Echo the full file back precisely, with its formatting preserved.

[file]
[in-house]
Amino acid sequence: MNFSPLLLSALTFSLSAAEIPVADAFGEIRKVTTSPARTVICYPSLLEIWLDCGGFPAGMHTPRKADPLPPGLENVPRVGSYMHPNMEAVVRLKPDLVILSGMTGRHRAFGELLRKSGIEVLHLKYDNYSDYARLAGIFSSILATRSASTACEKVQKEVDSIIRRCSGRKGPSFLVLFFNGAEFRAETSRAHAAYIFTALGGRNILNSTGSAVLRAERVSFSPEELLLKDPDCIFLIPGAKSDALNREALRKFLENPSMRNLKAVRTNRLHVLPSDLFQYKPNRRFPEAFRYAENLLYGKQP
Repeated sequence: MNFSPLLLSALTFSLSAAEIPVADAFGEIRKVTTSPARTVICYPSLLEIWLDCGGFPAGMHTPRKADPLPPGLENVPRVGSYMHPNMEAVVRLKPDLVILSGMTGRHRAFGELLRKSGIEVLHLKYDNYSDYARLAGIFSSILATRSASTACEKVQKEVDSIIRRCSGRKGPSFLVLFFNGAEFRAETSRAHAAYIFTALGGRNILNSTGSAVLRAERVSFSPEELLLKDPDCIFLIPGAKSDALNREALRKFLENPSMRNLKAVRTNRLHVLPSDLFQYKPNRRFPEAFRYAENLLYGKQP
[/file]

[in-house]
Amino acid sequence: MNFSPLLLSALTFSLSAAEIPVADAFGEIRKVTTSPARTVICYPSLLEIWLDCGGFPAGMHTPRKADPLPPGLENVPRVGSYMHPNMEAVVRLKPDLVILSGMTGRHRAFGELLRKSGIEVLHLKYDNYSDYARLAGIFSSILATRSASTACEKVQKEVDSIIRRCSGRKGPSFLVLFFNGAEFRAETSRAHAAYIFTALGGRNILNSTGSAVLRAERVSFSPEELLLKDPDCIFLIPGAKSDALNREALRKFLENPSMRNLKAVRTNRLHVLPSDLFQYKPNRRFPEAFRYAENLLYGKQP
Repeated sequence: MNFSPLLLSALTFSLSAAEIPVADAFGEIRKVTTSPARTVICYPSLLEIWLDCGGFPAGMHTPRKADPLPPGLENVPRVGSYMHPNMEAVVRLKPDLVILSGMTGRHRAFGELLRKSGIEVLHLKYDNYSDYARLAGIFSSILATRSASTACEKVQKEVDSIIRRCSGRKGPSFLVLFFNGAEFRAETSRAHAAYIFTALGGRNILNSTGSAVLRAERVSFSPEELLLKDPDCIFLIPGAKSDALNREALRKFLENPSMRNLKAVRTNRLHVLPSDLFQYKPNRRFPEAFRYAENLLYGKQP